HIV among people who inject drugs emerging, growing, largely unaddressed and often uncounted in Middle East and North Africa

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Review highlights unmet needs, chance of hidden epidemics and opportunity in countries where people who inject drugs in region of high risk and lagging response

HIVPWIDPLOSIn Afghanistan, where an estimated 83 percent of the world’s supply of heroin is produced, a gram of the drug could be bought for as little as $4 at a time when it would cost about $200 elsewhere. About three quarters of that heroin is trafficked through neighboring Iran and Pakistan. And yet, authors of a recently released review note, available data on HIV epidemics among people who inject drugs in the region is scarce, scattered and of varying reliability. The review, HIV among People Who Inject Drugs in the Middle East and North Africa, in fact, appears to be the first attempt to examine the state of the epidemic among that marginalized population exposed to high risks of transmission in the region.

The review, of 192 reports of  prevalence and incidence of HIV, as well as other sexually transmitted infections and hepatitis C, numbers of people injecting drugs, and of risks and knowledge of risks among them, with information from 23 countries, shows a range of both data collection efforts and responses. The data, as well as the trends they point to, are likely incomplete. Overall, though, the authors note, the evidence found of emerging epidemics offer an opportunity for effective responses through harm reduction efforts, including needle and syringe exchange programs.

The data also show, however, in both responses and epidemiology, the potential for HIV to spread more rapidly in the region.

The authors note that  Libya, where laws restricted sales of needles and syringes from pharmacies in the late 1990s, now is home to the the highest prevalence of HIV among people who inject drugs in the region; an estimated 87 percent are infected with HIV in the capital city.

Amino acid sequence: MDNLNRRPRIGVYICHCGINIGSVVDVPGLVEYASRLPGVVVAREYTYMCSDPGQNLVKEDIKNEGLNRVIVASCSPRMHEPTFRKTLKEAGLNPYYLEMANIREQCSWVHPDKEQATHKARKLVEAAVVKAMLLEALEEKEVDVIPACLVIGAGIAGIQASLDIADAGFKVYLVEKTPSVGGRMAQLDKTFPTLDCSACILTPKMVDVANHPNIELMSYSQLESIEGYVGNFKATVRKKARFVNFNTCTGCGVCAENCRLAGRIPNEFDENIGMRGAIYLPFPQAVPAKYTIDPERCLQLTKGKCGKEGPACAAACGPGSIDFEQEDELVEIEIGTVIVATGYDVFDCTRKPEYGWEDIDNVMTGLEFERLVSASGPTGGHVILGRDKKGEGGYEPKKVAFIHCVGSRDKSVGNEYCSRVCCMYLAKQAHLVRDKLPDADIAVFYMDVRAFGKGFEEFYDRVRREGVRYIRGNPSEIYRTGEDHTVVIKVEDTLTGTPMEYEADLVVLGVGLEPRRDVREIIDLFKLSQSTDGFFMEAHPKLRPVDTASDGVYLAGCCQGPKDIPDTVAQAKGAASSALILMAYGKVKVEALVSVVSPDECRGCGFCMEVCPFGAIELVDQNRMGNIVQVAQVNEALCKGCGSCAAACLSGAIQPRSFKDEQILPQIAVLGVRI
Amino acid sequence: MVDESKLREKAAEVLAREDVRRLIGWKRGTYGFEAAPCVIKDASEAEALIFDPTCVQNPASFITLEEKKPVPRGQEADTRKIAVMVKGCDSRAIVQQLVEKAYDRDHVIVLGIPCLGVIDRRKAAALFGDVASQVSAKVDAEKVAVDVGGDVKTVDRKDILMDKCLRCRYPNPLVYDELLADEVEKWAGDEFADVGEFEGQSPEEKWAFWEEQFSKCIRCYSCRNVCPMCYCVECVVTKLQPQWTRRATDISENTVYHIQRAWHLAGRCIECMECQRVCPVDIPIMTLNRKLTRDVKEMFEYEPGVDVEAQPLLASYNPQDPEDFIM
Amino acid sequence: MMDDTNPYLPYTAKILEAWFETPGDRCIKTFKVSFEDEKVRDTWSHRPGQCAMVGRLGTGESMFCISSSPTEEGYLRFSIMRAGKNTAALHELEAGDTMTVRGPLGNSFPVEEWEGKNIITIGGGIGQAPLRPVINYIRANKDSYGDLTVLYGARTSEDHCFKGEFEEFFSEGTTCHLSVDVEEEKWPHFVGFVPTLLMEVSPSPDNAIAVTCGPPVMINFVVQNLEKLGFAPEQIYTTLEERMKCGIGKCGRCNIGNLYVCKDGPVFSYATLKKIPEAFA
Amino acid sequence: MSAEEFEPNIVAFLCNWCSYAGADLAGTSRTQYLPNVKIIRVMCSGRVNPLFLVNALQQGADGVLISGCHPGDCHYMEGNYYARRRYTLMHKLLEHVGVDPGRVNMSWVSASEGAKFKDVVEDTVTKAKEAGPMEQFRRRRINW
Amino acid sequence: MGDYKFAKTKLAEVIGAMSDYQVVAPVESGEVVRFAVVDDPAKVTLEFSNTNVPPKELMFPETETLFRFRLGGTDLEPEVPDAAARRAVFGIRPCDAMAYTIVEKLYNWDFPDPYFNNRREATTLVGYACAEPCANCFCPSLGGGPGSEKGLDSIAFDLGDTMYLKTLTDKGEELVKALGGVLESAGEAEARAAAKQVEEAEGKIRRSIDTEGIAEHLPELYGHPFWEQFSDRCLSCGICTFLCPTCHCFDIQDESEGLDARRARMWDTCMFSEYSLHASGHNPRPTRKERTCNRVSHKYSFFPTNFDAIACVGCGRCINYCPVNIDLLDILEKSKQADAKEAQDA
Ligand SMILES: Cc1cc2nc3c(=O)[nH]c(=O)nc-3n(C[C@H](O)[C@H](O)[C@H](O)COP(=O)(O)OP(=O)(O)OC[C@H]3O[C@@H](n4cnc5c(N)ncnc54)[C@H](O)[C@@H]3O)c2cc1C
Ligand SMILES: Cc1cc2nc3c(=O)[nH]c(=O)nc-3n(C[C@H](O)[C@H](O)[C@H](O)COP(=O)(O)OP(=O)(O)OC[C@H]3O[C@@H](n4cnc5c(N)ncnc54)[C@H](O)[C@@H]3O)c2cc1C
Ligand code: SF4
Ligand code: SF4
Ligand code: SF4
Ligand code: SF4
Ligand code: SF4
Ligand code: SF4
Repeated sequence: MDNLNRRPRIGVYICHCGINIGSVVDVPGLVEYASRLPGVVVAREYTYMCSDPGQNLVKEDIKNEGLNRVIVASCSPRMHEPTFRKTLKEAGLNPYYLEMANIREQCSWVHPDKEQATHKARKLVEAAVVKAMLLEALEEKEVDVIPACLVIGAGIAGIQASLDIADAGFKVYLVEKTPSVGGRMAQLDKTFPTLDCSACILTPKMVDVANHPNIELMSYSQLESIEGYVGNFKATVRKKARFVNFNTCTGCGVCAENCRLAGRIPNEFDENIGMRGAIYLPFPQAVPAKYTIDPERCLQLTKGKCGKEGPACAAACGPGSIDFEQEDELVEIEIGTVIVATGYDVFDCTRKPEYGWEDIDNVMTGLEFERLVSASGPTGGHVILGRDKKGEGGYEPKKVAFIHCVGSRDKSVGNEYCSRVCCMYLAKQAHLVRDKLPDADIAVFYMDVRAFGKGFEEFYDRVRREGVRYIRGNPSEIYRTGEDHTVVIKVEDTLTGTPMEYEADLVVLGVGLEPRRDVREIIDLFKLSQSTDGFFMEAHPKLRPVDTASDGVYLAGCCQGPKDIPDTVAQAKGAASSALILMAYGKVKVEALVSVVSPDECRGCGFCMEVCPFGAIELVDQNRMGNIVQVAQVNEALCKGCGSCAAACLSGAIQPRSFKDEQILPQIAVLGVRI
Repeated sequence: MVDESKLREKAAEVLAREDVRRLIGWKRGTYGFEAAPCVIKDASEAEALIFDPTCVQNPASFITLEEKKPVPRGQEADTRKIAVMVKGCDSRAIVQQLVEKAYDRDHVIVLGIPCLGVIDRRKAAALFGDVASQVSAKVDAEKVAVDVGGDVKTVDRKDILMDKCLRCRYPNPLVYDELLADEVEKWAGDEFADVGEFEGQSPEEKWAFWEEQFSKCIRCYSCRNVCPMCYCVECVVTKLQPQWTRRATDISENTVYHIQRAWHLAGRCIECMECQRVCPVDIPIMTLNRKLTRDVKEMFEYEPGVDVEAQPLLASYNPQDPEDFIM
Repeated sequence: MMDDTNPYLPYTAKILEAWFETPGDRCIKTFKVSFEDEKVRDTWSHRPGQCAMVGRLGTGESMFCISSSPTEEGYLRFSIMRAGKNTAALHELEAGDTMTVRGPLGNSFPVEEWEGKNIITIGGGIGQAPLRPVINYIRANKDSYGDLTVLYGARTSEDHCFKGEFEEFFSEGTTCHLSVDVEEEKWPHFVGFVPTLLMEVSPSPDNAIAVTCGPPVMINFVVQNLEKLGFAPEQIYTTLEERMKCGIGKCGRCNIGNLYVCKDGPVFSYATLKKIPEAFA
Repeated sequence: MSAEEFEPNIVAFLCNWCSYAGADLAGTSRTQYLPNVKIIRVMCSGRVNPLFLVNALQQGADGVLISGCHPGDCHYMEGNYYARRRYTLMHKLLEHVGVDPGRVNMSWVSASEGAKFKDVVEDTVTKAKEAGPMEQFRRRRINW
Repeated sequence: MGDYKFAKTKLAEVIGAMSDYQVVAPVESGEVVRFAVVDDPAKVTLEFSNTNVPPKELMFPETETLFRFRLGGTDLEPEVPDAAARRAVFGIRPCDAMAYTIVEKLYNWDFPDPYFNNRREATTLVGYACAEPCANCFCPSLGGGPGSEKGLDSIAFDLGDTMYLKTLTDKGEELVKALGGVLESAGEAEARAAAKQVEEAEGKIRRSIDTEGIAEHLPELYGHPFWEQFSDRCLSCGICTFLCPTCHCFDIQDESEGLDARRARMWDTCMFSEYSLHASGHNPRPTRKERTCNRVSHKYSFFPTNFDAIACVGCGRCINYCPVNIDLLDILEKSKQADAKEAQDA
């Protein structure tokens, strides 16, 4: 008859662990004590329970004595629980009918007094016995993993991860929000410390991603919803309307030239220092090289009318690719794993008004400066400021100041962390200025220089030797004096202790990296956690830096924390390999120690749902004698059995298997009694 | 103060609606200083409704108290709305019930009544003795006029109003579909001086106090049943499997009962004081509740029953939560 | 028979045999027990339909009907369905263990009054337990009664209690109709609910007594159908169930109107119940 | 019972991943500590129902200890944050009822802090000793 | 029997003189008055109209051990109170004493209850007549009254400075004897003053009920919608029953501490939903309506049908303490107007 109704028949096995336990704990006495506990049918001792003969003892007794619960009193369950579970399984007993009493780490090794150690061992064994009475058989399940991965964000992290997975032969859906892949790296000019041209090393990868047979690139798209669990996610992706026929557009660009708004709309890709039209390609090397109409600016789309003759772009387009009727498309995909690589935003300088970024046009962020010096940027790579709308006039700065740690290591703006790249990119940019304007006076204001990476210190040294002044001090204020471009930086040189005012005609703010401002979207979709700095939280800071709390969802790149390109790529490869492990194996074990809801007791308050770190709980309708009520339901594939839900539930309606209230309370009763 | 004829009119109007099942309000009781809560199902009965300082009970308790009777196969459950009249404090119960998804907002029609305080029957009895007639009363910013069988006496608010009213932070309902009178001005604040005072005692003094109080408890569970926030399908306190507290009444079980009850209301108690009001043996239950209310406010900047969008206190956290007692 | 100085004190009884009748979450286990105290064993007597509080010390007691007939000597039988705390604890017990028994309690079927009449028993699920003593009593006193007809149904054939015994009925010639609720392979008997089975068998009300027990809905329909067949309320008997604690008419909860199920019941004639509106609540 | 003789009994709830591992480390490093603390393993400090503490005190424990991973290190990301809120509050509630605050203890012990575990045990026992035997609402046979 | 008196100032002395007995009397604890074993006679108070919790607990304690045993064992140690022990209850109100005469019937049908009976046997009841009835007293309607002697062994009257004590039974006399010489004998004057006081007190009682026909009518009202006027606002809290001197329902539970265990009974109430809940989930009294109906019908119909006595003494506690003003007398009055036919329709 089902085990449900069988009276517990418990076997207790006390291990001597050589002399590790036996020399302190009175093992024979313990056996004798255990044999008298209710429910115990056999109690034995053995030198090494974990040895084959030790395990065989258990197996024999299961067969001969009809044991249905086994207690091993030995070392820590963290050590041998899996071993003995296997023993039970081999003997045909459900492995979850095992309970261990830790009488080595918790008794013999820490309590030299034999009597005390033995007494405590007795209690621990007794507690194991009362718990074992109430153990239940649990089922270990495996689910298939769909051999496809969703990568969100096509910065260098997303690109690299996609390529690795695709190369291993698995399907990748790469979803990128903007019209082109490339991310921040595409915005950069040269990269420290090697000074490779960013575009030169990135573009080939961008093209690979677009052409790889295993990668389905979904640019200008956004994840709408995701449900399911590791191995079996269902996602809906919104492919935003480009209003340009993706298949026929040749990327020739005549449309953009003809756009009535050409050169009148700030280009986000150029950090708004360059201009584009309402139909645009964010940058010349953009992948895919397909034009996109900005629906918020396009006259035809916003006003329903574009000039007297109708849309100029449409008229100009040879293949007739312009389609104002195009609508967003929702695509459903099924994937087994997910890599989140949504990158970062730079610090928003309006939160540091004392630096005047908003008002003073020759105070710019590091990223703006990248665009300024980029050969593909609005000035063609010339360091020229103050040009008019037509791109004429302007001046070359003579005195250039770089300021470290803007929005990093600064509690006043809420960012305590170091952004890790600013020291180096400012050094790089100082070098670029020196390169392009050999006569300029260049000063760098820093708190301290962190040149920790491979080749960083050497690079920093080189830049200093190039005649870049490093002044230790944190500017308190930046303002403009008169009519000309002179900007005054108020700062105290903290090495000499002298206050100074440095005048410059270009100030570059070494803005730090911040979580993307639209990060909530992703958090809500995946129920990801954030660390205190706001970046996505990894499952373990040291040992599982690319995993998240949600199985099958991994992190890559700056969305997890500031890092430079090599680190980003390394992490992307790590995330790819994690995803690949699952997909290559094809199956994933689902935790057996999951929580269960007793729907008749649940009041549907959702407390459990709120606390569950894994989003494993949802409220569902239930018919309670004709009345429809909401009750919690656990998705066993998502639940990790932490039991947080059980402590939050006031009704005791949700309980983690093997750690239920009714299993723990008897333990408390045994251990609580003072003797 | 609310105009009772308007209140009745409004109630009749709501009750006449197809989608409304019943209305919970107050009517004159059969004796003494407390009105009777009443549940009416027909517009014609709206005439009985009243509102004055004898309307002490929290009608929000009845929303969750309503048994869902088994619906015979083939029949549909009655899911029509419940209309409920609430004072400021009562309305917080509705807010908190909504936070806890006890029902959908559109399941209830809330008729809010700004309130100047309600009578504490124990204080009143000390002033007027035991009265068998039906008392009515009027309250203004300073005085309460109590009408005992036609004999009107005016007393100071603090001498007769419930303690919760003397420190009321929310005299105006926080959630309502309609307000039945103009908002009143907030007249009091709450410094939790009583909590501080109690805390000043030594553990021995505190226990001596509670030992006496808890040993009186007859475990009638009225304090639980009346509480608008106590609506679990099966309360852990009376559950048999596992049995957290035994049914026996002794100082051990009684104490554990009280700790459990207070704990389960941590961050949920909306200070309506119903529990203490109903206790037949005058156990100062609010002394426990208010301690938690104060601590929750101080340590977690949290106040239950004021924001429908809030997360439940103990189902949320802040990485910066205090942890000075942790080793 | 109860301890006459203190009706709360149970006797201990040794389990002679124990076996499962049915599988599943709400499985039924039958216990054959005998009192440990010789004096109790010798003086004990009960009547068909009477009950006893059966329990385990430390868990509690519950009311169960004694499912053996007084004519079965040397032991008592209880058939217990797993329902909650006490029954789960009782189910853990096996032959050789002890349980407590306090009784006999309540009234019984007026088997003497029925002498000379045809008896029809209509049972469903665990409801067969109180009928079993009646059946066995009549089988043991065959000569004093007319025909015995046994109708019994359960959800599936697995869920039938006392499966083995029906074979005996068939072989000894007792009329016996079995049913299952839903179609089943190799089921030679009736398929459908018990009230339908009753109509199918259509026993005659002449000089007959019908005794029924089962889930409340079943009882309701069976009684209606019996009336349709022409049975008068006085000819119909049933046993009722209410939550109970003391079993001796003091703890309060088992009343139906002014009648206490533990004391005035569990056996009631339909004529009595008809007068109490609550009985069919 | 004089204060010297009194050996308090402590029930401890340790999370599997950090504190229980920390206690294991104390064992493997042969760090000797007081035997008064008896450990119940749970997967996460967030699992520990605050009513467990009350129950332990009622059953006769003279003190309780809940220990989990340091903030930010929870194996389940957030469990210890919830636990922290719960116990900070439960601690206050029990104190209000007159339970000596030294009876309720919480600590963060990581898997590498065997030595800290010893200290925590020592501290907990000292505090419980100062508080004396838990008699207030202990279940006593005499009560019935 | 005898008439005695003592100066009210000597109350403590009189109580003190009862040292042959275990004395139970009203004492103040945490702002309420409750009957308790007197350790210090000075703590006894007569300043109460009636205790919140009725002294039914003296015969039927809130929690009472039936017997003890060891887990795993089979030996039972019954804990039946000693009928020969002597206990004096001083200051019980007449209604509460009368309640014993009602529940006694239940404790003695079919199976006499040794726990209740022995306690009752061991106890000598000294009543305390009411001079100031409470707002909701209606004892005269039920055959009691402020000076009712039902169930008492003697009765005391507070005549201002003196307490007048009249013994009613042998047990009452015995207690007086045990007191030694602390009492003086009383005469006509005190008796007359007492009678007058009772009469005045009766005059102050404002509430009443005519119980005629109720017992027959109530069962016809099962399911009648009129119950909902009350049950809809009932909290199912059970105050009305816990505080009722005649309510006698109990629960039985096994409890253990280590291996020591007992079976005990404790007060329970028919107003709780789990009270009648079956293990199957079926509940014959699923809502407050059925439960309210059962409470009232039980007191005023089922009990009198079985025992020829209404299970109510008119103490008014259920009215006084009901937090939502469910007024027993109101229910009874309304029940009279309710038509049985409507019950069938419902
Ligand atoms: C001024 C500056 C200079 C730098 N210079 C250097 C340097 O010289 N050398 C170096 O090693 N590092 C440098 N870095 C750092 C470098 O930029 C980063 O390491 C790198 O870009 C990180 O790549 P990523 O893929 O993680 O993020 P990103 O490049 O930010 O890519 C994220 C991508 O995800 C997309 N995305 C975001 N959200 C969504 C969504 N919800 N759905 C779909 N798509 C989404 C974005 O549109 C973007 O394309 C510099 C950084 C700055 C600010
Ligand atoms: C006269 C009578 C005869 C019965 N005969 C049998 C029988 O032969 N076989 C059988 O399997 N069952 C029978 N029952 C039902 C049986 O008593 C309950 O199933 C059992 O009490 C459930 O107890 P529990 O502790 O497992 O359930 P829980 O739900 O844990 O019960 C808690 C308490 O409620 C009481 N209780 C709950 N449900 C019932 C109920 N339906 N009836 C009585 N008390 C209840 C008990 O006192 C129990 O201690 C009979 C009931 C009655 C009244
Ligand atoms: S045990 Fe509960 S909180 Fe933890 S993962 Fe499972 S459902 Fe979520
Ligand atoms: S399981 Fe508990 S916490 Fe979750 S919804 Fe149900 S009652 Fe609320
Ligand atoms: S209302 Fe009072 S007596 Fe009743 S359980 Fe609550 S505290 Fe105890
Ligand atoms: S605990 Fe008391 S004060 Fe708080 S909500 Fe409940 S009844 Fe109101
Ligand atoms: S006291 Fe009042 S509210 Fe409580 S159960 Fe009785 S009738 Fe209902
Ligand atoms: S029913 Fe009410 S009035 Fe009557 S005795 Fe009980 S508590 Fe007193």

They also point to settings where HIV prevalence escalated sharply, following previous trends in hepatitis C prevalence. In addition, they point to the chances for “bridges” between people who inject drugs and the general population to fuel countries’ overall incidence. In some countries, the authors found, the majority of women infected with HIV acquired the virus through a spouse or other male sex partner who injects drugs. In Iran, they cite, people injecting drugs account for 56 percent of the country’s total HIV incidence, with an additional 12 percent comprised by their sexual partners. Those sexual partners could transmit infections to others, adding to the impact, the authors note. The review also points to the existence of little data, but great vulnerability among women who inject drugs, additionally at risk through partners who also inject drugs and through sex work.

While harm reduction efforts are scant across the region, nine countries have needle and syringe exchange programs and five countries have opioid substitution programs. Iran, the report says, “remains the leader” in harm reduction responses, with not only the highest coverage of needle and syringe exchange, but possibly the only such programs in prisons, and services by and for women who inject drugs.

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